You’ve probably heard of the human microbiome, the collection of microorganisms such as bacteria and fungi with which we share our body – including both the skin and gut microbiome. But how much do you know about the ‘virome’? It is the sum of all the viruses within our body, found in every tissue from our blood to our brains, and even interwoven into the genetic code within our cells.
Viruses are the most numerous organisms on earth. While we are thought to have roughly the same number of bacterial cells as human cells in our body (around 37 trillion), we probably have at least 10 times as many virus particles again. Many of these viruses are involved in essential bodily processes, forming part of our inner ecosystem. It’s probably safe to say we couldn’t survive for long if they all disappeared.
Yet, we still have a long way to go before we get close to understanding what most of these viruses do exactly, or in fact what even most of them are. It has been estimated that the field of virology so far has only explored around 1 per cent of viral diversity in existence.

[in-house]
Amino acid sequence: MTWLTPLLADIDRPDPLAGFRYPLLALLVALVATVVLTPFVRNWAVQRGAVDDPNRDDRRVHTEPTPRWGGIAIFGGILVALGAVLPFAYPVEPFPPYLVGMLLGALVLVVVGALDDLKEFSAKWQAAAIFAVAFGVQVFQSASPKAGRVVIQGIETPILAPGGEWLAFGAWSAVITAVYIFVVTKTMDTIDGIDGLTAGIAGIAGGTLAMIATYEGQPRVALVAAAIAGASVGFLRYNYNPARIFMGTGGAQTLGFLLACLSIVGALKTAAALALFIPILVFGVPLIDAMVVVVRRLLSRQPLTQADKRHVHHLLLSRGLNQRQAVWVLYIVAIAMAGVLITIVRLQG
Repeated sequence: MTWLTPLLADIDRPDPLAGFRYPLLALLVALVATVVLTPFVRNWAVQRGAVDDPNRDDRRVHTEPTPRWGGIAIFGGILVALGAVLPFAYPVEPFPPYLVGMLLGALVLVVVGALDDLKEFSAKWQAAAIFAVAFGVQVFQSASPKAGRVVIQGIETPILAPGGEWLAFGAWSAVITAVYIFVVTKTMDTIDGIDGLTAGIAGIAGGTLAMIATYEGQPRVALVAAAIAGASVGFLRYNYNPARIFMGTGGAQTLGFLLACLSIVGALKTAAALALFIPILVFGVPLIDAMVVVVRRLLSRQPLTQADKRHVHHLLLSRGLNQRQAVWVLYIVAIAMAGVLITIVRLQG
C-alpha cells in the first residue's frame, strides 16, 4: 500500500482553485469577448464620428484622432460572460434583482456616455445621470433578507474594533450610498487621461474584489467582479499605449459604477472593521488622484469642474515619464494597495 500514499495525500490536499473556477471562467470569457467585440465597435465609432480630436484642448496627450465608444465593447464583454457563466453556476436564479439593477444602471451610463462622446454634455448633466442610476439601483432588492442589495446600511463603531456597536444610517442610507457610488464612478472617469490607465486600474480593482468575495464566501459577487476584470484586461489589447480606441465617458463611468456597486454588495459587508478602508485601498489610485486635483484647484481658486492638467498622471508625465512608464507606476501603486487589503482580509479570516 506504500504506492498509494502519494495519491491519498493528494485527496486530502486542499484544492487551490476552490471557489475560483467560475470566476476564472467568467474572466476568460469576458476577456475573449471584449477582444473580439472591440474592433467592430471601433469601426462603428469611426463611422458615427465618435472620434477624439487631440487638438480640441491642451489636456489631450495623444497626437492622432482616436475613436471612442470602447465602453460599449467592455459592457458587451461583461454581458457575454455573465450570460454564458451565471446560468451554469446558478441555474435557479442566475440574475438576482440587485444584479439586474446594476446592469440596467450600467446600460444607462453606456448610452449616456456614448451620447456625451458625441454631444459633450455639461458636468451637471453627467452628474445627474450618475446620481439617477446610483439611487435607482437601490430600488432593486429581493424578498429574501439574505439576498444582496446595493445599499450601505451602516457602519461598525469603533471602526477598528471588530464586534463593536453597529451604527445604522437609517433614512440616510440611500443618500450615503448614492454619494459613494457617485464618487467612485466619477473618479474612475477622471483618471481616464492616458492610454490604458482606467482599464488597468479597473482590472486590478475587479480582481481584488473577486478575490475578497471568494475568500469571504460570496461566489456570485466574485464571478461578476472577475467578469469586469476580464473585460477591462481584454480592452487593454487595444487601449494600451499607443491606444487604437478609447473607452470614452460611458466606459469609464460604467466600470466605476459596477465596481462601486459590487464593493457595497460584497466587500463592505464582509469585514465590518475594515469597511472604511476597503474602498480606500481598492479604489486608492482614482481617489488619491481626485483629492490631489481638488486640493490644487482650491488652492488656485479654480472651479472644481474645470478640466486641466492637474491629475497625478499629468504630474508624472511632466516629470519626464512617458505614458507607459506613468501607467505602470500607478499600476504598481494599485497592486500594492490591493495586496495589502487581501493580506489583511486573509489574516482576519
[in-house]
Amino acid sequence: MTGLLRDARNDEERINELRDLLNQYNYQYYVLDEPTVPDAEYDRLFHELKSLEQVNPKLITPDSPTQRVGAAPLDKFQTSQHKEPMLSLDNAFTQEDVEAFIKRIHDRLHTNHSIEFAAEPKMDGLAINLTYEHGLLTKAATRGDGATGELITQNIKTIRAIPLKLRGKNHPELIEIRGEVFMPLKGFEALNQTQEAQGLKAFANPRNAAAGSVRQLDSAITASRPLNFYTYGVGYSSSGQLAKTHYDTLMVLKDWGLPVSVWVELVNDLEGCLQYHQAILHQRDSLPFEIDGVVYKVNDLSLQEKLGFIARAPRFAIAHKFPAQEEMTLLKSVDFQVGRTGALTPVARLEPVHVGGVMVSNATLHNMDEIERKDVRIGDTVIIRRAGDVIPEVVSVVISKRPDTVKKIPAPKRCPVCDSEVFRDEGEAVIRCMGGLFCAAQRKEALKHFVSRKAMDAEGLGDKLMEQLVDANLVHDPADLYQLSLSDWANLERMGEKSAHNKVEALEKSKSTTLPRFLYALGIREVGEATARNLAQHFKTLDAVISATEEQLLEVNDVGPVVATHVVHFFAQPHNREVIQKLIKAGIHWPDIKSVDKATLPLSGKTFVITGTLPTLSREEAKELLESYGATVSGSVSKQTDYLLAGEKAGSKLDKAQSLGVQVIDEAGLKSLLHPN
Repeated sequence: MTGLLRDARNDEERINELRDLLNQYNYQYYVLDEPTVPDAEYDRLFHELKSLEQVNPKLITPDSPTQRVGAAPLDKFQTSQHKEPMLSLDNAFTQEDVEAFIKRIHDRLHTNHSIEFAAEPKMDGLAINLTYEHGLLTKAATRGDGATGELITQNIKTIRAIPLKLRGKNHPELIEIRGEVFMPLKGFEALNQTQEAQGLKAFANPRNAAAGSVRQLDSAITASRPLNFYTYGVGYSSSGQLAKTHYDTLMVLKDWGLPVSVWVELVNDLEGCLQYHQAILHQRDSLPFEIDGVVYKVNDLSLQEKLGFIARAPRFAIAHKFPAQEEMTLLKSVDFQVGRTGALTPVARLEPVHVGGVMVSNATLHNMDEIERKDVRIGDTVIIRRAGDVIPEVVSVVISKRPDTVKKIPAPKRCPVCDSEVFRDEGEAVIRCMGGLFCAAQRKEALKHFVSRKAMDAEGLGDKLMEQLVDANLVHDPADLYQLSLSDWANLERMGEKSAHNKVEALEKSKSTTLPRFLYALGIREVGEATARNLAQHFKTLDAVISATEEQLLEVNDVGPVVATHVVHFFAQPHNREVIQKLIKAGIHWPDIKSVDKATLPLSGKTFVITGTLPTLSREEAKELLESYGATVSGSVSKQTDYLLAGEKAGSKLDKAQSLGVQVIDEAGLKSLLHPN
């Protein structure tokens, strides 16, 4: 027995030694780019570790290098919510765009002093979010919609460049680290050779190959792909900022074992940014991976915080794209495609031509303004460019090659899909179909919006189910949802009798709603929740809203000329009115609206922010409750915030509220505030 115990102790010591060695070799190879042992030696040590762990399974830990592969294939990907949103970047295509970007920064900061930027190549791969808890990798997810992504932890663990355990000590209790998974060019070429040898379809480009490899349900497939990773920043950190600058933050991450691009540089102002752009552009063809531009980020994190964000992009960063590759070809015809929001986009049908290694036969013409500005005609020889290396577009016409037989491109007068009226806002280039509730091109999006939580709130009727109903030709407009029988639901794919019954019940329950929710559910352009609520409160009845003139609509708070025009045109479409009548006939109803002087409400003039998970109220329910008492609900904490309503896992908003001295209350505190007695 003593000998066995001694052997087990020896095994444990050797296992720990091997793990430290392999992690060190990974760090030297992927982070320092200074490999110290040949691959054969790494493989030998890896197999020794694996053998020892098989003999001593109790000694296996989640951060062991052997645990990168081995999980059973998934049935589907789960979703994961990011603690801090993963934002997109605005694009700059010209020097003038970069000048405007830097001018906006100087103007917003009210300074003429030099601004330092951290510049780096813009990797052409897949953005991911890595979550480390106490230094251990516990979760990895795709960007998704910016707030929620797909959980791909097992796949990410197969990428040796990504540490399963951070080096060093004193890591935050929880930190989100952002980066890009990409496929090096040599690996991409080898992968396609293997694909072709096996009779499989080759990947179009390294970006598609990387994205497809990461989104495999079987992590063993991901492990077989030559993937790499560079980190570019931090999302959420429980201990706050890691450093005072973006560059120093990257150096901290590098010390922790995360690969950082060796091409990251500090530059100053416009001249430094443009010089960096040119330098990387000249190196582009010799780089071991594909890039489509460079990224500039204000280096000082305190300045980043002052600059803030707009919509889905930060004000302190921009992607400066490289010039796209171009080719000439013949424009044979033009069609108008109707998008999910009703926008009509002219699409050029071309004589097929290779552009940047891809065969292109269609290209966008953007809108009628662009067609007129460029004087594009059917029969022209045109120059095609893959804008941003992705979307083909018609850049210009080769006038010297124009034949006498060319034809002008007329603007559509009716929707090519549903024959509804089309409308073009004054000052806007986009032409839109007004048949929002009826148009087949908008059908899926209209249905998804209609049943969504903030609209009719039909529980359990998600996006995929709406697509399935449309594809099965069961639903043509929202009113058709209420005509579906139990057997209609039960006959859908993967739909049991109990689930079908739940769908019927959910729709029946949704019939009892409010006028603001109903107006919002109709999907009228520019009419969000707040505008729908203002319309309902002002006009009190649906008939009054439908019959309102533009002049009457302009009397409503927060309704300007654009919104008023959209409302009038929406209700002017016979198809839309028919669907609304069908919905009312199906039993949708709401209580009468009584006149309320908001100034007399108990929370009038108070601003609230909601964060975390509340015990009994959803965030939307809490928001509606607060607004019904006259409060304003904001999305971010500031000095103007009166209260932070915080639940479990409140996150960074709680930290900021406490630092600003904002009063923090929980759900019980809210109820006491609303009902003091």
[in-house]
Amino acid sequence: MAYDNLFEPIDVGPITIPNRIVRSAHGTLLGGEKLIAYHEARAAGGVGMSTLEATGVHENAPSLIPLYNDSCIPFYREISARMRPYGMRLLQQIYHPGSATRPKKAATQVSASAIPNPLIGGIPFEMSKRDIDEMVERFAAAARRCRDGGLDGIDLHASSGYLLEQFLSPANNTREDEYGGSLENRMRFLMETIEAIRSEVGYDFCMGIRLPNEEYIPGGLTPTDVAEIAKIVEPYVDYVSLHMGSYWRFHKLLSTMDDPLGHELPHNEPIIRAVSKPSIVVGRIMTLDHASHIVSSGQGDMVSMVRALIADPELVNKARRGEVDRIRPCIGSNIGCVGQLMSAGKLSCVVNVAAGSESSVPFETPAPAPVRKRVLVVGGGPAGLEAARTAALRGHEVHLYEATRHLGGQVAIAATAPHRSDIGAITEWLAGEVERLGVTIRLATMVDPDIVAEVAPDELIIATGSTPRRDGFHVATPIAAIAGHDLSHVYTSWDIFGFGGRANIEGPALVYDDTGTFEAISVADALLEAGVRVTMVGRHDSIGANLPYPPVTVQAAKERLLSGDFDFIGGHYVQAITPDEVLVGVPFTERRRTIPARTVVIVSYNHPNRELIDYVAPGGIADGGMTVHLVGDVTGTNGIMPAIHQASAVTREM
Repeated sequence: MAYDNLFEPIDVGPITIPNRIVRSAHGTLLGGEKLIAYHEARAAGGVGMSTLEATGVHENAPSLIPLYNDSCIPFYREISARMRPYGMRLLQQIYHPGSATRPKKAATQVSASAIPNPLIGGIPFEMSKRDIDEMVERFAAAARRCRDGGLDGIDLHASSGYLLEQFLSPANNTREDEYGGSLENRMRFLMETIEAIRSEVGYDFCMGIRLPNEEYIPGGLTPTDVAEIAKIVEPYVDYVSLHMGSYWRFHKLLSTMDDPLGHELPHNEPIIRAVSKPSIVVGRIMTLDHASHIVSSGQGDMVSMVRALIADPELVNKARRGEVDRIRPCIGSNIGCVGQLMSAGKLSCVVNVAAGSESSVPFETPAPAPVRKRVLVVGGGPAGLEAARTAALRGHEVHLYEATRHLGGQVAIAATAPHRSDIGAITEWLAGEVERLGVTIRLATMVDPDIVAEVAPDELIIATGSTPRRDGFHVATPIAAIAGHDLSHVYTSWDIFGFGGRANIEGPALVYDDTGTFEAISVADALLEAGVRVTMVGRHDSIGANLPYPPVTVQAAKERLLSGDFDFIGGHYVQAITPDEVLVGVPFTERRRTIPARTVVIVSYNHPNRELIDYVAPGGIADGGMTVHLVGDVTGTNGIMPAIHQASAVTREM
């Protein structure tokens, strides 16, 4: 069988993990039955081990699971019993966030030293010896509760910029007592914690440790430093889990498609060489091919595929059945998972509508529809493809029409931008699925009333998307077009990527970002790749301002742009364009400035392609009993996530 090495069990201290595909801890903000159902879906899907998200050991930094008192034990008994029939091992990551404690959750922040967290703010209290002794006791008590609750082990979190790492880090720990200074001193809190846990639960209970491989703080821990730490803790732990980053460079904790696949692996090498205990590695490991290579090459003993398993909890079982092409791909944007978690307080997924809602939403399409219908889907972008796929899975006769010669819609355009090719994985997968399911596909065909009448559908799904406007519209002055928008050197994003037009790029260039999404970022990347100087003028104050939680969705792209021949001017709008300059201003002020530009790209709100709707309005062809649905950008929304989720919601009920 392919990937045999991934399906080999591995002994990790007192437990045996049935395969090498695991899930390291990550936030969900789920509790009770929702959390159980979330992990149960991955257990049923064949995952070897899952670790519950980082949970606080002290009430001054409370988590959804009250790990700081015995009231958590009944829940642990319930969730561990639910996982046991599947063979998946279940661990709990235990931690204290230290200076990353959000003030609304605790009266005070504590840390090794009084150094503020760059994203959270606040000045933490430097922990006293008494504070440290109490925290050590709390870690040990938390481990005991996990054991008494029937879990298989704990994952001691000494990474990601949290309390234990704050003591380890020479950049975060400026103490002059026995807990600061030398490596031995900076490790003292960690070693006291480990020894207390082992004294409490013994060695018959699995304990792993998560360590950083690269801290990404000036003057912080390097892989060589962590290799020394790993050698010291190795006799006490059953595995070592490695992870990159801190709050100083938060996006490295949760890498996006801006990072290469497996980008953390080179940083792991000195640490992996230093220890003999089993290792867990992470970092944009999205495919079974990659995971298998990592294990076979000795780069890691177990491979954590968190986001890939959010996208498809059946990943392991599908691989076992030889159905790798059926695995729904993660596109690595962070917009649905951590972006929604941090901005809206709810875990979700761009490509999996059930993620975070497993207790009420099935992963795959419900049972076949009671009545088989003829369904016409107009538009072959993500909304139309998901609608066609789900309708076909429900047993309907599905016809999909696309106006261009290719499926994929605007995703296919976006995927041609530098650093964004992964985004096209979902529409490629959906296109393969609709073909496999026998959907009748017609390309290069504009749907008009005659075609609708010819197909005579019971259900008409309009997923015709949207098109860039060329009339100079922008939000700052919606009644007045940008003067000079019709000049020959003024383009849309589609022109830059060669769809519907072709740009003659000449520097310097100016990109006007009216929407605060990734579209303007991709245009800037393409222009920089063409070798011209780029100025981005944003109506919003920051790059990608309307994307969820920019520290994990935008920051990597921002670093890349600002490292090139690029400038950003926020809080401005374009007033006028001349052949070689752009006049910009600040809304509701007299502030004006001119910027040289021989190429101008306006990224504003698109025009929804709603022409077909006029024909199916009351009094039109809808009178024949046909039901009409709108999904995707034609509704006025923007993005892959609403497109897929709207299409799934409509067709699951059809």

Most viruses remain undiscovered, referred to by some scientists as ‘viral dark matter’. Despite this, they occur through all parts of our body. A study led by Dr Kei Sato from the University of Tokyo published in June 2020 found viruses in human tissues including the brain, blood, kidney and liver.
Sato’s team wanted to quantify these viruses to create a viral ‘atlas’ of human tissue. They did this by cross-referencing RNA sequence data against existing libraries of viral genomes, but this meant that they could only account for the handful of well-known viruses that were already in those libraries.